David versus Goliath: The impact of small sustainable food brands on the industry at largeWater
It’s a new food world. The modern consumer demand for more sustainable food is evident: In a 2017 proprietary quantitative study conducted by Barkley, new products with sustainability and traceability claims exceeded all other new product platform territories including portion control, taste or flavor, easy preparation and functional nutrition. As a result, food manufacturers made a notable increase in their commitment and promotion of sustainability policies and practices.
The new retail model must be built around the consumer, with a focus on sustainability to meet consumer demand. The mission remains: To create an environment that empowers consumers and makes their lives easier, healthier and more enjoyable – while protecting the environment at the same time.
With companies big and small alike integrating sustainable practices, employing innovative uses of technology, and adopting new approaches into their businesses, it’s interesting to examine the impact and role that small, sustainable food brands has on their larger counterparts and the industry at large.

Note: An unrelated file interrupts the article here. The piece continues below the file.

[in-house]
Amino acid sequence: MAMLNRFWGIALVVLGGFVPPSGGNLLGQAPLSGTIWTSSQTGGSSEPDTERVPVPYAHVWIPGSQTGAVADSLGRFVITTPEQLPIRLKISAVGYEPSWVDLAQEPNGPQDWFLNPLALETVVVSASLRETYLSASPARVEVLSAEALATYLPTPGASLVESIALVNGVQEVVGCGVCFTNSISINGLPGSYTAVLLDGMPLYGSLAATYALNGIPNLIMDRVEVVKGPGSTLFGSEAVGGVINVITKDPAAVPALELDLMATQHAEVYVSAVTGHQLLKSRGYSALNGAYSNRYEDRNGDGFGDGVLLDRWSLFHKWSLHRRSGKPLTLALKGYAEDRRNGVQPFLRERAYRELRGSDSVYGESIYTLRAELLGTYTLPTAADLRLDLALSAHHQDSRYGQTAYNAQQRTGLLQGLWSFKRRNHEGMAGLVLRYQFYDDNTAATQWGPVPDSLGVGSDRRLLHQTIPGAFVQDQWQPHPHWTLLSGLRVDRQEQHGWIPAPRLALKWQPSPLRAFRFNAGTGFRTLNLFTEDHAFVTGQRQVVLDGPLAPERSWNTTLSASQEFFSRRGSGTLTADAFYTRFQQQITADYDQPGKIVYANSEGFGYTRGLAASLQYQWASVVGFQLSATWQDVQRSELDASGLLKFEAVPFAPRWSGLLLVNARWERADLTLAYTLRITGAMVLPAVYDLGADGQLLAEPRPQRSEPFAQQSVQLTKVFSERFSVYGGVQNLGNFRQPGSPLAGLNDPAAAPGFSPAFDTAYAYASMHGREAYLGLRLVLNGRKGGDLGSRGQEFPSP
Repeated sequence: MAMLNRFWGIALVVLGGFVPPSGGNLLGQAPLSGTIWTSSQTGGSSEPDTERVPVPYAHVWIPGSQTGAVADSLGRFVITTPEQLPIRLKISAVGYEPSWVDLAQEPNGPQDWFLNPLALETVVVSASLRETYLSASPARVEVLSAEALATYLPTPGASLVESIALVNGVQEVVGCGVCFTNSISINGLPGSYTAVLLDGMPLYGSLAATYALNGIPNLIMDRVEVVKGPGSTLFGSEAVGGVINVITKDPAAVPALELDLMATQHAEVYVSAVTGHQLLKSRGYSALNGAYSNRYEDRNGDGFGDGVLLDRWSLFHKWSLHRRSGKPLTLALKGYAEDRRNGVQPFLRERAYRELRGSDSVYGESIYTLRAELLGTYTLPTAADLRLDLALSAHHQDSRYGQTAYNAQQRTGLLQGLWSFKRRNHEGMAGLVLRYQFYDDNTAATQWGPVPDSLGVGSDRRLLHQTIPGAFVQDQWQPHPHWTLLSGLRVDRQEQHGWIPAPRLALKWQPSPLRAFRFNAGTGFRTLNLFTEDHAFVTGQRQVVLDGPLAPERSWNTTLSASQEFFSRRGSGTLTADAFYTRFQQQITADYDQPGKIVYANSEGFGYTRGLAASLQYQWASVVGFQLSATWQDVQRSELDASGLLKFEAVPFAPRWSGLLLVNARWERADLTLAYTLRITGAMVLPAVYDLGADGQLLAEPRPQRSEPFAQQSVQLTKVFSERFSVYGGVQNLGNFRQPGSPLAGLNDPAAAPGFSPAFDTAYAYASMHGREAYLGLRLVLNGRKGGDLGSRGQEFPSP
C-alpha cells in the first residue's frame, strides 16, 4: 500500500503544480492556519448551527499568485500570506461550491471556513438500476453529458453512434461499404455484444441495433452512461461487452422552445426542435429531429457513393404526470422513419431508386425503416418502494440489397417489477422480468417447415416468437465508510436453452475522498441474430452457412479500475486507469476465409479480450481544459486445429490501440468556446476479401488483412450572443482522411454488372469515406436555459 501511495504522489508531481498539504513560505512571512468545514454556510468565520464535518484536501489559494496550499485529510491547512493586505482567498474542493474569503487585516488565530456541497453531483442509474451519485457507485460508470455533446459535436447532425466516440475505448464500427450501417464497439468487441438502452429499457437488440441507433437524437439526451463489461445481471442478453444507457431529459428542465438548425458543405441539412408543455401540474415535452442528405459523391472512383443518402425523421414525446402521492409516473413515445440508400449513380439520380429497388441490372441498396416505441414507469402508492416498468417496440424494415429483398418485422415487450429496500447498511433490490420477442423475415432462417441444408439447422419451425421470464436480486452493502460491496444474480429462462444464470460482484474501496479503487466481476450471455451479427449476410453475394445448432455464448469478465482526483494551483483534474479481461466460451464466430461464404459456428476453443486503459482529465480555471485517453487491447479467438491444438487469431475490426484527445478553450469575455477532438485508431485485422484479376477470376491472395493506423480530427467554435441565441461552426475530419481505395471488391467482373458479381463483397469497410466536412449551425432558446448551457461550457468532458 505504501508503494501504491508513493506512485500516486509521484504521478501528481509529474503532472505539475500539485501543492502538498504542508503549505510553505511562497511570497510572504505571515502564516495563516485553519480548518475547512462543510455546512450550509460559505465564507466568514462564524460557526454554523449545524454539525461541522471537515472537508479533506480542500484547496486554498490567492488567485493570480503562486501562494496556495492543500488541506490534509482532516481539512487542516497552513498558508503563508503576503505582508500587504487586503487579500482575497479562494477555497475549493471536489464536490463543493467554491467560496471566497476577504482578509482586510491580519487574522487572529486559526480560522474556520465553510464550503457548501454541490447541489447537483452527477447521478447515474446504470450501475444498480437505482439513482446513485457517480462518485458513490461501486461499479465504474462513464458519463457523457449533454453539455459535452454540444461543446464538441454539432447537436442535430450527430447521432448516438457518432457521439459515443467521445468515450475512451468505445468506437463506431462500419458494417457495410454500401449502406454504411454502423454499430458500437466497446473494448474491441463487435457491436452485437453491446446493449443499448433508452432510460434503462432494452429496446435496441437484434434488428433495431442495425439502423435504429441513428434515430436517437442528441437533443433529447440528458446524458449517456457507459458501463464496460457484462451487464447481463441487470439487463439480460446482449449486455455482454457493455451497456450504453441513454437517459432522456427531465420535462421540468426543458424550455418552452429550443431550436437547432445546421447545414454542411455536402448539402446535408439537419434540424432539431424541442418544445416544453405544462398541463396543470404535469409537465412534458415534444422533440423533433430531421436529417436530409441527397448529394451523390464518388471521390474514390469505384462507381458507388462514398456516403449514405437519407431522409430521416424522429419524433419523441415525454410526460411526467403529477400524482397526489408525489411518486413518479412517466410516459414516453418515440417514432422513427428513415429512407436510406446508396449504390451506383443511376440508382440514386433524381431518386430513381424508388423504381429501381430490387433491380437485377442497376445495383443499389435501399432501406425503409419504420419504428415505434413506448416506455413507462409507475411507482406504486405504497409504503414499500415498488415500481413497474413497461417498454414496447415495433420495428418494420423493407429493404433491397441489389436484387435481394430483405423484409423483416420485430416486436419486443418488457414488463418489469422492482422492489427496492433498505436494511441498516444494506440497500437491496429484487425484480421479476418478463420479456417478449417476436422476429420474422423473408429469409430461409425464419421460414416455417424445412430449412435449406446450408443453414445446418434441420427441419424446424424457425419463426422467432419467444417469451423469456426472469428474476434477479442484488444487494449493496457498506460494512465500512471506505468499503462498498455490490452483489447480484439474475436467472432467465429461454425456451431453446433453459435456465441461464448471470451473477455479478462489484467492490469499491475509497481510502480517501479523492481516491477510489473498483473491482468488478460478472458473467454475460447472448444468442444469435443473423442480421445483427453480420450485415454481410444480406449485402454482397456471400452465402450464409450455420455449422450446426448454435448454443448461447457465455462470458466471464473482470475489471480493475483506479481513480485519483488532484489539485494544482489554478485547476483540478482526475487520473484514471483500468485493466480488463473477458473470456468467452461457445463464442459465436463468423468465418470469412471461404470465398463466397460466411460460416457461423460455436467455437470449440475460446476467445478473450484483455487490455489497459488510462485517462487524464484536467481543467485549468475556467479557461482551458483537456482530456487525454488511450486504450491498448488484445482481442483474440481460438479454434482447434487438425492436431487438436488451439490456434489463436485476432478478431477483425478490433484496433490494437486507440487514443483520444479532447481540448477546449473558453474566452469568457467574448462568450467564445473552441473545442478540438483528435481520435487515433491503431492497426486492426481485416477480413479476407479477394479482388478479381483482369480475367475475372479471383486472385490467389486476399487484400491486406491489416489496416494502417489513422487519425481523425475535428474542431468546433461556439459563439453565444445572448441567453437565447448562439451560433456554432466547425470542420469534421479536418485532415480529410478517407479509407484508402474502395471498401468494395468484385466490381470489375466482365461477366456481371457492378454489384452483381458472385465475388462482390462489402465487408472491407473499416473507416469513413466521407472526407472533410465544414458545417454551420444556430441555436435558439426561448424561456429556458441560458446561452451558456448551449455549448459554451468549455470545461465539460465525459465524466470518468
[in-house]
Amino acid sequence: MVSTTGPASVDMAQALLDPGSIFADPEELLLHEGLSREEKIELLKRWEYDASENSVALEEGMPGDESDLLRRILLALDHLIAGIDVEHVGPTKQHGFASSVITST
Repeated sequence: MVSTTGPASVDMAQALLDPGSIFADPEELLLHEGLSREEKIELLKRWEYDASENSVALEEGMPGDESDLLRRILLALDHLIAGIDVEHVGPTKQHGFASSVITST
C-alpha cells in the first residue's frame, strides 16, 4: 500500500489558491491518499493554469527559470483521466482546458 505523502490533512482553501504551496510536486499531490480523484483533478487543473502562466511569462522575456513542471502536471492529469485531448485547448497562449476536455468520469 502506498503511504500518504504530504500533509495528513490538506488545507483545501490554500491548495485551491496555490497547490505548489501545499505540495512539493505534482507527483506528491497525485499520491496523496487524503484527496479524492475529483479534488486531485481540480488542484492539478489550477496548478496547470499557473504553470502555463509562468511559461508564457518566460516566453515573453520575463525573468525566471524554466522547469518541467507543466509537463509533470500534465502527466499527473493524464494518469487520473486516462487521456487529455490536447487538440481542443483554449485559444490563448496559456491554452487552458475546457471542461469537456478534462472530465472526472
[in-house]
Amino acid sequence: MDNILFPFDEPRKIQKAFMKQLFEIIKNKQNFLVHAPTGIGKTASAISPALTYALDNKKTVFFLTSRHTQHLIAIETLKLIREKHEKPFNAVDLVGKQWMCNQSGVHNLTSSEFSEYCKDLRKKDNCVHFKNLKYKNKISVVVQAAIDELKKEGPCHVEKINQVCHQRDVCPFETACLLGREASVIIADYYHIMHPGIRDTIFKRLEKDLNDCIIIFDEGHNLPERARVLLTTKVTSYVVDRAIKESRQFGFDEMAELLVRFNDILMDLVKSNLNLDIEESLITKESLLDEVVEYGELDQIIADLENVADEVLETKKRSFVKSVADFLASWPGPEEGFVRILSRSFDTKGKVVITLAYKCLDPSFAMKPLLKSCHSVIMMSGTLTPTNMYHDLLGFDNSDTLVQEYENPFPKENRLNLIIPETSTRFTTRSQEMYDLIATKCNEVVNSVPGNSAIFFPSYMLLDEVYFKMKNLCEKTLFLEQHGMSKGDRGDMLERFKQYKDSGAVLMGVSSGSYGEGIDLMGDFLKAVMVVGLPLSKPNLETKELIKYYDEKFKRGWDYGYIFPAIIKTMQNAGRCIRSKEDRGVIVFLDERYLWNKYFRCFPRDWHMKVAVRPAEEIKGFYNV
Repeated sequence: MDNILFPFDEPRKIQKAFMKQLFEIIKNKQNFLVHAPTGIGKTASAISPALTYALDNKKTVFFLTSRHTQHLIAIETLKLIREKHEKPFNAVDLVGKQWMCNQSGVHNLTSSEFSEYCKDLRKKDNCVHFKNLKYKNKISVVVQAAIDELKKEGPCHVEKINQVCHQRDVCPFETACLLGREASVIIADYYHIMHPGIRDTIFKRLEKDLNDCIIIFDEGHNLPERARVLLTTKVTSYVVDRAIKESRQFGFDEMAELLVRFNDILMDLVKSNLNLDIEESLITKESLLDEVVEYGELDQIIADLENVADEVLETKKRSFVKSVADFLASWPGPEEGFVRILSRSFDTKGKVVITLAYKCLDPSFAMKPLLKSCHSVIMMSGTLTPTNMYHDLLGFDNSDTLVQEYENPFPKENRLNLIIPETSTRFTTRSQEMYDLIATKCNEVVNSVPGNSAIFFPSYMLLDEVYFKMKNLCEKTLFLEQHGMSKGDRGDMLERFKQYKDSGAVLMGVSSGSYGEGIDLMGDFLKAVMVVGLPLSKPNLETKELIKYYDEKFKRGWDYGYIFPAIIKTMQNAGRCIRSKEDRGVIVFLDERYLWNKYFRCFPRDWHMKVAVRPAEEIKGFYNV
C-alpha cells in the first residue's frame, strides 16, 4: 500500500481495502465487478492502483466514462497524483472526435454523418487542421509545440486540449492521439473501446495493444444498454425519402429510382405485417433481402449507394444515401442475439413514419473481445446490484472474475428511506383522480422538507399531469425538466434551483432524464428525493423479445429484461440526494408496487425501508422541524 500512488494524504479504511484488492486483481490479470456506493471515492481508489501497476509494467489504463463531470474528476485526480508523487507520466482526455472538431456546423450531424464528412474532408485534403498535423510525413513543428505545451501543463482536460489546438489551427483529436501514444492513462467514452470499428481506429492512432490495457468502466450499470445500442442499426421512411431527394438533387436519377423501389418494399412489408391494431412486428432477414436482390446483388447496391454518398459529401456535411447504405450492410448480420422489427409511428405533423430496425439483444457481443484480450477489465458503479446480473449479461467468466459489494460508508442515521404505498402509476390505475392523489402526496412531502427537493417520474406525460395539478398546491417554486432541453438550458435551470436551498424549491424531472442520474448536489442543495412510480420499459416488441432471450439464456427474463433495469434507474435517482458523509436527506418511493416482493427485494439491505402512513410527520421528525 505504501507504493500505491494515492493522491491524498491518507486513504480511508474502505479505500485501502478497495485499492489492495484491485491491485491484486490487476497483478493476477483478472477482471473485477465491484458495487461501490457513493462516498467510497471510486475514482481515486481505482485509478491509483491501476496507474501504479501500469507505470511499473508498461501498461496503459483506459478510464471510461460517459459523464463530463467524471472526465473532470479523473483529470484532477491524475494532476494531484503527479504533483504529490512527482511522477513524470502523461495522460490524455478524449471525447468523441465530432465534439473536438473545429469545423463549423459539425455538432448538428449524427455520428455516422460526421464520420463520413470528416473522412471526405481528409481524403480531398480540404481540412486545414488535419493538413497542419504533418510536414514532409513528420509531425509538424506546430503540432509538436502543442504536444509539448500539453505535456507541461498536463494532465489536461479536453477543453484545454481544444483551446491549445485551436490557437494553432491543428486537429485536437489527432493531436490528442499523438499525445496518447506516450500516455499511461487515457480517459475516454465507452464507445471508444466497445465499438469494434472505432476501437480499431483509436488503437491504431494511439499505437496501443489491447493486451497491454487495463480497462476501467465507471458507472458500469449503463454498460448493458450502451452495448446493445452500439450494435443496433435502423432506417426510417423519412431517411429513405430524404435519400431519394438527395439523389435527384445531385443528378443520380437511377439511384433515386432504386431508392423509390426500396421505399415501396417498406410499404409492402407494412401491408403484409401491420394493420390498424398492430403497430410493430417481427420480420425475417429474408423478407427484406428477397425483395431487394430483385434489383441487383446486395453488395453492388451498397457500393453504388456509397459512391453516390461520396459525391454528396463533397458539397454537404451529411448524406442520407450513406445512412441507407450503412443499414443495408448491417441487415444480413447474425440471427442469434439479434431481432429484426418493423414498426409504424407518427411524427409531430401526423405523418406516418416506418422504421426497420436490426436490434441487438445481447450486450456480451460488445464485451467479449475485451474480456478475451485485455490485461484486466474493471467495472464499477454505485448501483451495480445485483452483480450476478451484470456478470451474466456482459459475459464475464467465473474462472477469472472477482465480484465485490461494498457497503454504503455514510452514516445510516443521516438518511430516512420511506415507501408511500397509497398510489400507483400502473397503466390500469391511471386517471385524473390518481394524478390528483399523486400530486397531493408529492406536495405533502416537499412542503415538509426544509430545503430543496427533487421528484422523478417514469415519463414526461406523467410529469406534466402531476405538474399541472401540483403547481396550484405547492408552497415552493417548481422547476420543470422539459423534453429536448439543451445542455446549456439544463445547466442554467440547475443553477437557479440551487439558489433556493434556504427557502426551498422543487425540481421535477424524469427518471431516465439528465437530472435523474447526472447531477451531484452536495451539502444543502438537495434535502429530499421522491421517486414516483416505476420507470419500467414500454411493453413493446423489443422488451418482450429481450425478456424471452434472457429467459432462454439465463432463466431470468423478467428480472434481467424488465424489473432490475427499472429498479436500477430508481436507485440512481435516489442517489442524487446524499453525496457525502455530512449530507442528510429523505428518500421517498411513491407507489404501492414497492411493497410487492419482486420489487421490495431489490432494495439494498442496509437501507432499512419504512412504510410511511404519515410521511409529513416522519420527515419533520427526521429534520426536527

Small scale, big impact
Why are we analyzing small (and medium-sized) enterprises in a massive industry? Well, for starters, they make up 99% of the businesses in our food & beverage (F&B) sector; their role in this industry is paramount. In Europe, food and drink SMEs represent half of the sectors turnover (49.5%) and almost 63% of its employment. While these brands stand for cultural heritage and regional traditions, they also represent future youth employers, growth opportunities and innovation.
Parallels can be drawn from the dynamics between different players in the F&B industry and the David and Goliath contest. Goliath is described in the biblical Book of Samuel as a Philistine giant defeated by the young David in a single combat, serving as the representative of paganism, in contrast to David, the champion of the God of Israel. In modern usage, the phrase “David and Goliath” has taken on a more secular and popular meaning, denoting an underdog situation, a contest where a smaller, weaker opponent faces a much bigger, stronger adversary.